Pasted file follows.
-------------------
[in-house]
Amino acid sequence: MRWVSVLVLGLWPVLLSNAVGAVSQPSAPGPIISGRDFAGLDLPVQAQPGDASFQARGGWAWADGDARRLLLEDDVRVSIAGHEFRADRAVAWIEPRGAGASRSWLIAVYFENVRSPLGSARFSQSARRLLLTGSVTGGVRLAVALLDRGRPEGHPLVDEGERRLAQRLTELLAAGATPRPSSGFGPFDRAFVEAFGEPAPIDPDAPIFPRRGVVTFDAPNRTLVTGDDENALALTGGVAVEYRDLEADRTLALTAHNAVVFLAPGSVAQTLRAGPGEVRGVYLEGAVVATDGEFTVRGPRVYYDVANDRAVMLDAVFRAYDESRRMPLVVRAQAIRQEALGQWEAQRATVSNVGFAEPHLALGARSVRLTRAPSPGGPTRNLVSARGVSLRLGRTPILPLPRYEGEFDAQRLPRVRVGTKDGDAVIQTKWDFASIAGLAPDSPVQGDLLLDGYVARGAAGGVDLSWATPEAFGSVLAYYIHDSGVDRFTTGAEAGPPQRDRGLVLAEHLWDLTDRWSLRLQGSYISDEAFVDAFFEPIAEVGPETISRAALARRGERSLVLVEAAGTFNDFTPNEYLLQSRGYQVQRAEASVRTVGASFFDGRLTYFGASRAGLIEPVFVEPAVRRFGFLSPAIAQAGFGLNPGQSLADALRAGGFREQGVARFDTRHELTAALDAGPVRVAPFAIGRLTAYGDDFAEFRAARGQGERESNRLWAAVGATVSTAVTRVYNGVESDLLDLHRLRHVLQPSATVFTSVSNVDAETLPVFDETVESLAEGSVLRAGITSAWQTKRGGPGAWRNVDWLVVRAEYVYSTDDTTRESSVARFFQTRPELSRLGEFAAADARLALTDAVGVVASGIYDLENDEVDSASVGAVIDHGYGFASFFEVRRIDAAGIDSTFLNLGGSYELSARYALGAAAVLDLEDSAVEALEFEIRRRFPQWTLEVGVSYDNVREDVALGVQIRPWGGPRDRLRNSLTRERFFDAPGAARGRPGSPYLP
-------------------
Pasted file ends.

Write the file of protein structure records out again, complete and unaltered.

[in-house]
Amino acid sequence: MRWVSVLVLGLWPVLLSNAVGAVSQPSAPGPIISGRDFAGLDLPVQAQPGDASFQARGGWAWADGDARRLLLEDDVRVSIAGHEFRADRAVAWIEPRGAGASRSWLIAVYFENVRSPLGSARFSQSARRLLLTGSVTGGVRLAVALLDRGRPEGHPLVDEGERRLAQRLTELLAAGATPRPSSGFGPFDRAFVEAFGEPAPIDPDAPIFPRRGVVTFDAPNRTLVTGDDENALALTGGVAVEYRDLEADRTLALTAHNAVVFLAPGSVAQTLRAGPGEVRGVYLEGAVVATDGEFTVRGPRVYYDVANDRAVMLDAVFRAYDESRRMPLVVRAQAIRQEALGQWEAQRATVSNVGFAEPHLALGARSVRLTRAPSPGGPTRNLVSARGVSLRLGRTPILPLPRYEGEFDAQRLPRVRVGTKDGDAVIQTKWDFASIAGLAPDSPVQGDLLLDGYVARGAAGGVDLSWATPEAFGSVLAYYIHDSGVDRFTTGAEAGPPQRDRGLVLAEHLWDLTDRWSLRLQGSYISDEAFVDAFFEPIAEVGPETISRAALARRGERSLVLVEAAGTFNDFTPNEYLLQSRGYQVQRAEASVRTVGASFFDGRLTYFGASRAGLIEPVFVEPAVRRFGFLSPAIAQAGFGLNPGQSLADALRAGGFREQGVARFDTRHELTAALDAGPVRVAPFAIGRLTAYGDDFAEFRAARGQGERESNRLWAAVGATVSTAVTRVYNGVESDLLDLHRLRHVLQPSATVFTSVSNVDAETLPVFDETVESLAEGSVLRAGITSAWQTKRGGPGAWRNVDWLVVRAEYVYSTDDTTRESSVARFFQTRPELSRLGEFAAADARLALTDAVGVVASGIYDLENDEVDSASVGAVIDHGYGFASFFEVRRIDAAGIDSTFLNLGGSYELSARYALGAAAVLDLEDSAVEALEFEIRRRFPQWTLEVGVSYDNVREDVALGVQIRPWGGPRDRLRNSLTRERFFDAPGAARGRPGSPYLP